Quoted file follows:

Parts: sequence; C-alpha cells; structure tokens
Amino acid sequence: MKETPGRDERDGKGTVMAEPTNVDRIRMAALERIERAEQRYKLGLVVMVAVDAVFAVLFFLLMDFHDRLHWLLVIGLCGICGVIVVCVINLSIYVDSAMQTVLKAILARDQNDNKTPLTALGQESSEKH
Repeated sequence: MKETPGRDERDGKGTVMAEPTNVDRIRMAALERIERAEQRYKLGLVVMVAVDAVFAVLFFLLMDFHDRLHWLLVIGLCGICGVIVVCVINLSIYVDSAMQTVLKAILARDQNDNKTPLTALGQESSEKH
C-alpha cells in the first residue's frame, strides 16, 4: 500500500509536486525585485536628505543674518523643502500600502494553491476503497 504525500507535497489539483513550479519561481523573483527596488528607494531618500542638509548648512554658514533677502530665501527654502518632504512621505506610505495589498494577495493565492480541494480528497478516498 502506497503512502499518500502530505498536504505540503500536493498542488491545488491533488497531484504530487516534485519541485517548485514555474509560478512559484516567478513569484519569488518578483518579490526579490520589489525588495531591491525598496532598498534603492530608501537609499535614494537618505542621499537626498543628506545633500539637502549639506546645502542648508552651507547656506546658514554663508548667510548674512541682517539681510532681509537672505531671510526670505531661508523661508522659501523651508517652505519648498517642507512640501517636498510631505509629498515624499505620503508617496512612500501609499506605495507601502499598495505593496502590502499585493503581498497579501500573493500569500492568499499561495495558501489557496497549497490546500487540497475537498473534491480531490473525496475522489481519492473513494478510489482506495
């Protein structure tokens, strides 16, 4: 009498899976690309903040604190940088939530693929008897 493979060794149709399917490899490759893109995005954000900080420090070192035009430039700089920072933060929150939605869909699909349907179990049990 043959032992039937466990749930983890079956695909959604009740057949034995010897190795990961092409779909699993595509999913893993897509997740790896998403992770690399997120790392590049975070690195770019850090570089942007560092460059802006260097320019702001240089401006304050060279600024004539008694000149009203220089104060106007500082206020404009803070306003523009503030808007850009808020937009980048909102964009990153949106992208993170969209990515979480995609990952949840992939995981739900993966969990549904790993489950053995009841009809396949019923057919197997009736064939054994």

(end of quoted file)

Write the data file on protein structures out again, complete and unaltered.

Parts: sequence; C-alpha cells; structure tokens
Amino acid sequence: MKETPGRDERDGKGTVMAEPTNVDRIRMAALERIERAEQRYKLGLVVMVAVDAVFAVLFFLLMDFHDRLHWLLVIGLCGICGVIVVCVINLSIYVDSAMQTVLKAILARDQNDNKTPLTALGQESSEKH
Repeated sequence: MKETPGRDERDGKGTVMAEPTNVDRIRMAALERIERAEQRYKLGLVVMVAVDAVFAVLFFLLMDFHDRLHWLLVIGLCGICGVIVVCVINLSIYVDSAMQTVLKAILARDQNDNKTPLTALGQESSEKH
C-alpha cells in the first residue's frame, strides 16, 4: 500500500509536486525585485536628505543674518523643502500600502494553491476503497 504525500507535497489539483513550479519561481523573483527596488528607494531618500542638509548648512554658514533677502530665501527654502518632504512621505506610505495589498494577495493565492480541494480528497478516498 502506497503512502499518500502530505498536504505540503500536493498542488491545488491533488497531484504530487516534485519541485517548485514555474509560478512559484516567478513569484519569488518578483518579490526579490520589489525588495531591491525598496532598498534603492530608501537609499535614494537618505542621499537626498543628506545633500539637502549639506546645502542648508552651507547656506546658514554663508548667510548674512541682517539681510532681509537672505531671510526670505531661508523661508522659501523651508517652505519648498517642507512640501517636498510631505509629498515624499505620503508617496512612500501609499506605495507601502499598495505593496502590502499585493503581498497579501500573493500569500492568499499561495495558501489557496497549497490546500487540497475537498473534491480531490473525496475522489481519492473513494478510489482506495
């Protein structure tokens, strides 16, 4: 009498899976690309903040604190940088939530693929008897 493979060794149709399917490899490759893109995005954000900080420090070192035009430039700089920072933060929150939605869909699909349907179990049990 043959032992039937466990749930983890079956695909959604009740057949034995010897190795990961092409779909699993595509999913893993897509997740790896998403992770690399997120790392590049975070690195770019850090570089942007560092460059802006260097320019702001240089401006304050060279600024004539008694000149009203220089104060106007500082206020404009803070306003523009503030808007850009808020937009980048909102964009990153949106992208993170969209990515979480995609990952949840992939995981739900993966969990549904790993489950053995009841009809396949019923057919197997009736064939054994």